LIVE REVIEW: Malcolm Middleton @ Cluny 2 (26.11.18) | NARC. | Reliably Informed | Music and Creative Arts News for Newcastle and the North East

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Malcolm Middleton isn’t a songwriter for Friday or Saturday nights. The cold, wet dreich of a late November Monday, however, is an ideal setting – and for those of us who actually enjoy this time of year, the Arab Strap man’s return feels like the perfect miserabilist storm.

I get the impression I’m the target demographic for A Festival A Parade’s Joe Allan too, though the frontman hits a bum note while nodding to another Scottish favourite: “I hope there aren’t any Twilight Sad fans here,” he confesses, shortly after murdering the Glaswegians’ Sick (his words). Fortunately, songs such as People Person ensure a far better showcase for his own band, while The Twist – a Frightened Rabbit classic dedicated to Scott Hutchinson – also falls nicely within his range.

Of course, this is but a prelude to the self-deprecation synonymous with a Malcolm Middleton set. As if to demonstrate as much, one of tonight’s standouts is a new number entitled Love is a Momentary Lapse in Self-Loathing, featuring the choice lyric “fuck off with your happiness.” The delivery is characteristically dry, but this doesn’t mean there’s any deficit in humour. Indeed, despite its decidedly low-key release, his recent LP is perhaps the second finest ever to sport a giant banana on its sleeve, and when he’s not offering around free fruit (“I can sign it…” he deadpans) the likes of Man Up, Man Down and Buzz Lightyear Helmet prove equally rewarding.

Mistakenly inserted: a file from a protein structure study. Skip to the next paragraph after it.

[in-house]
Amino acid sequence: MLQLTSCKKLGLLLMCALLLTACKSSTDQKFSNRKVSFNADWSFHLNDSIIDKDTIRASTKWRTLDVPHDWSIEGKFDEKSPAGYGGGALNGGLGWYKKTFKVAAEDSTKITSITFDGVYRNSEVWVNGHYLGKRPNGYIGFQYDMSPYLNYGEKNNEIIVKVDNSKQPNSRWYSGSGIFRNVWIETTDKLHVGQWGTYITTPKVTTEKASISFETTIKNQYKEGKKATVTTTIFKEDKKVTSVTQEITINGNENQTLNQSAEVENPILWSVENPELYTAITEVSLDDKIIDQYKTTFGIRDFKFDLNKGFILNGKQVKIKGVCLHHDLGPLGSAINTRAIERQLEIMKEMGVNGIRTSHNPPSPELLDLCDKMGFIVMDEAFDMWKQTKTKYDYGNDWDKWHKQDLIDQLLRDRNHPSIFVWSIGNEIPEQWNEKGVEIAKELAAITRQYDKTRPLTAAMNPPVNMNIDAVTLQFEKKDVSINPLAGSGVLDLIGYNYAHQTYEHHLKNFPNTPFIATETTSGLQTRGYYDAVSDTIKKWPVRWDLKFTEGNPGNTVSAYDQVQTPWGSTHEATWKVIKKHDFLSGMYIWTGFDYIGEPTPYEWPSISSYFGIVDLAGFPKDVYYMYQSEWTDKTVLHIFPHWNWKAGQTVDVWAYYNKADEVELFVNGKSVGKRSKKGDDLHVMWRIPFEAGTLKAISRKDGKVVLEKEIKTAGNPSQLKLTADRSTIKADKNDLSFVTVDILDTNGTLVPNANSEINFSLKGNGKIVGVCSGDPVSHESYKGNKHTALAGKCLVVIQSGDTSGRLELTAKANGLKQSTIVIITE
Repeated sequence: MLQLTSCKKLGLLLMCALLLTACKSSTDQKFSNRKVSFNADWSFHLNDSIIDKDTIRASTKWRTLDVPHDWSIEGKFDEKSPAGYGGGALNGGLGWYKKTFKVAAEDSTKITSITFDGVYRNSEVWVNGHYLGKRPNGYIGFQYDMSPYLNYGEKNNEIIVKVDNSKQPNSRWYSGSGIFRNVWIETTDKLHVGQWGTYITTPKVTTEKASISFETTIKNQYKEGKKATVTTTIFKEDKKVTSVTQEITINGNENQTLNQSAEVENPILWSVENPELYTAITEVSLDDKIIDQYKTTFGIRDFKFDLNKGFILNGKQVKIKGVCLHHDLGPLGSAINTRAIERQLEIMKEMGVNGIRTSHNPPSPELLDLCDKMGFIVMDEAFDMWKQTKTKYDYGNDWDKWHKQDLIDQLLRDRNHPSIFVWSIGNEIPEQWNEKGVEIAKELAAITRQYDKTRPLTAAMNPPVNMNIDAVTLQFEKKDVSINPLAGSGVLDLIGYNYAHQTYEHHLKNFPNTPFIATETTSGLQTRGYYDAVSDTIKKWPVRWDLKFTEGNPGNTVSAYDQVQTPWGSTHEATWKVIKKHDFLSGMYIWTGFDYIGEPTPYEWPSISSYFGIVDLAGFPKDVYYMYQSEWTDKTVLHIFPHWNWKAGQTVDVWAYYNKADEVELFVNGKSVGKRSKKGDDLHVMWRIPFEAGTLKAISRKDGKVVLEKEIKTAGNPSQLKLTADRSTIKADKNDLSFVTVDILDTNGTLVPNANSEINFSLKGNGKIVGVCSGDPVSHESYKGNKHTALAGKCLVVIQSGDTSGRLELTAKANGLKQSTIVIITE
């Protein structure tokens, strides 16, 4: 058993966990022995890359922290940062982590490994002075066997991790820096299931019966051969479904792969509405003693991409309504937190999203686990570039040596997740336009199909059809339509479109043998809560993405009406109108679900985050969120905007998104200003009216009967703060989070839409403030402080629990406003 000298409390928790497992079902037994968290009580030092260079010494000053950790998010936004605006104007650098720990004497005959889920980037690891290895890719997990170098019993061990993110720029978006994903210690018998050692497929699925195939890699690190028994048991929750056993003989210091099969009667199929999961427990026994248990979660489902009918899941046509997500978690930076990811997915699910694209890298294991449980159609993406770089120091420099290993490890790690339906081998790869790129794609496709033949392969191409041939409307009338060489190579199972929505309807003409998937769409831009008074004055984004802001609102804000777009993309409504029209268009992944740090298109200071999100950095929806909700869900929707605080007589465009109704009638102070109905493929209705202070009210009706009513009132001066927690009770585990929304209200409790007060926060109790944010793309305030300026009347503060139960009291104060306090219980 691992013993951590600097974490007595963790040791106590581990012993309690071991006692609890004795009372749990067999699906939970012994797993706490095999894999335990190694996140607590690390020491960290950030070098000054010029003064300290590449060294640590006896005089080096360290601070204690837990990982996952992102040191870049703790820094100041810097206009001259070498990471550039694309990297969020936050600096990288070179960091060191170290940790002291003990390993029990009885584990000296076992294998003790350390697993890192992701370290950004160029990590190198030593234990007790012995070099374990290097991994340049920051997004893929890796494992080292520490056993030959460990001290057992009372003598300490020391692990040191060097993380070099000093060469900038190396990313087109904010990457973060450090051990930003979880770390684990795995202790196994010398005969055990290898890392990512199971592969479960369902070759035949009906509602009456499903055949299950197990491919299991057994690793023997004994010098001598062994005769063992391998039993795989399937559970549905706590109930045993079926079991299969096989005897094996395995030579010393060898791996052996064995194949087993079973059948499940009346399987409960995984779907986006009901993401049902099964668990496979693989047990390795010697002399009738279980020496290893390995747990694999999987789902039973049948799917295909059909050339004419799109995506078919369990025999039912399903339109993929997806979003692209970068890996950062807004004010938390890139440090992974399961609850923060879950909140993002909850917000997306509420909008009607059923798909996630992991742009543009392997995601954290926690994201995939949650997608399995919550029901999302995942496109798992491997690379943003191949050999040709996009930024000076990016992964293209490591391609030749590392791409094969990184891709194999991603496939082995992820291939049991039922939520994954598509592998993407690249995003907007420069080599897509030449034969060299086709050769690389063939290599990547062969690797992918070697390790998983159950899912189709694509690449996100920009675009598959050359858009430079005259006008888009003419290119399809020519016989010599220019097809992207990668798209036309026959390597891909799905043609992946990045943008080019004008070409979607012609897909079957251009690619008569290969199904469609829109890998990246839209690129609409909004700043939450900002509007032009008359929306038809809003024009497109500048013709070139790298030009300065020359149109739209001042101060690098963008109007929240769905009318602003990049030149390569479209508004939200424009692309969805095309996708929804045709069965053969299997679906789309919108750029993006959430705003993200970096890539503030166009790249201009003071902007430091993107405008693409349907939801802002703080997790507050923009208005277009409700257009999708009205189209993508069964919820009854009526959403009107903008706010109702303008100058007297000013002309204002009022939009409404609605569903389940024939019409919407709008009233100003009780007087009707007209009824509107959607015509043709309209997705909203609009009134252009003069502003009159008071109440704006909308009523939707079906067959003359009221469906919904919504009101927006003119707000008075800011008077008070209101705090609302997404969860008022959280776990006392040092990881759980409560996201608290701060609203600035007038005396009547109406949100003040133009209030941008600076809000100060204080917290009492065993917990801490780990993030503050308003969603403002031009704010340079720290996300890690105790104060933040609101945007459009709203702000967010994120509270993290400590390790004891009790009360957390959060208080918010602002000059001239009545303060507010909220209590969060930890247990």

Aside from a pair of solo acoustic openers, the guitarist is backed by the same band who played on Bananas – drummer David Jeans, double bassist Stevie Jones and keyboardist Graeme Smillie. Personally, I’ve always felt Middleton’s music translates best the sparser the setting, yet this particular setup suits him to the ground, allowing just enough space for his droll melancholy to run amok. Nowhere is this more so than on Cold Winter, an early favourite enhanced several times over by a wonderful full-band rework. Conversely, Blue Plastic Bags’ ode to stay-at-home drinking proves almost jovial, and while there’ll be ample opportunity for that in the coming months, tonight’s resolution to leave the sofa is more than vindicated.

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